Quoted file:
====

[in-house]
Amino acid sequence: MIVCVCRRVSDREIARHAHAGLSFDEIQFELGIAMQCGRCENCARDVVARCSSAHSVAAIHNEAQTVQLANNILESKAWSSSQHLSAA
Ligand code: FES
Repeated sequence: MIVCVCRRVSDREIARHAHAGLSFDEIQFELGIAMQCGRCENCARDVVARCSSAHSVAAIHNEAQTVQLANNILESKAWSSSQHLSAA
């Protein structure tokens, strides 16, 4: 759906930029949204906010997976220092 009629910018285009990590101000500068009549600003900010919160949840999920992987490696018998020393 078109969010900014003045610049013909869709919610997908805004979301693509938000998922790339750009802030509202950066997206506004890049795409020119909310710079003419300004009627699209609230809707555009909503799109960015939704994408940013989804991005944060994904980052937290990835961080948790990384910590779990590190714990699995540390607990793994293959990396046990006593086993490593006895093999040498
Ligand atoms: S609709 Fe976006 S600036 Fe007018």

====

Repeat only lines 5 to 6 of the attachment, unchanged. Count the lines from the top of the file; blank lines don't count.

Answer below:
């Protein structure tokens, strides 16, 4: 759906930029949204906010997976220092 009629910018285009990590101000500068009549600003900010919160949840999920992987490696018998020393 078109969010900014003045610049013909869709919610997908805004979301693509938000998922790339750009802030509202950066997206506004890049795409020119909310710079003419300004009627699209609230809707555009909503799109960015939704994408940013989804991005944060994904980052937290990835961080948790990384910590779990590190714990699995540390607990793994293959990396046990006593086993490593006895093999040498
Ligand atoms: S609709 Fe976006 S600036 Fe007018």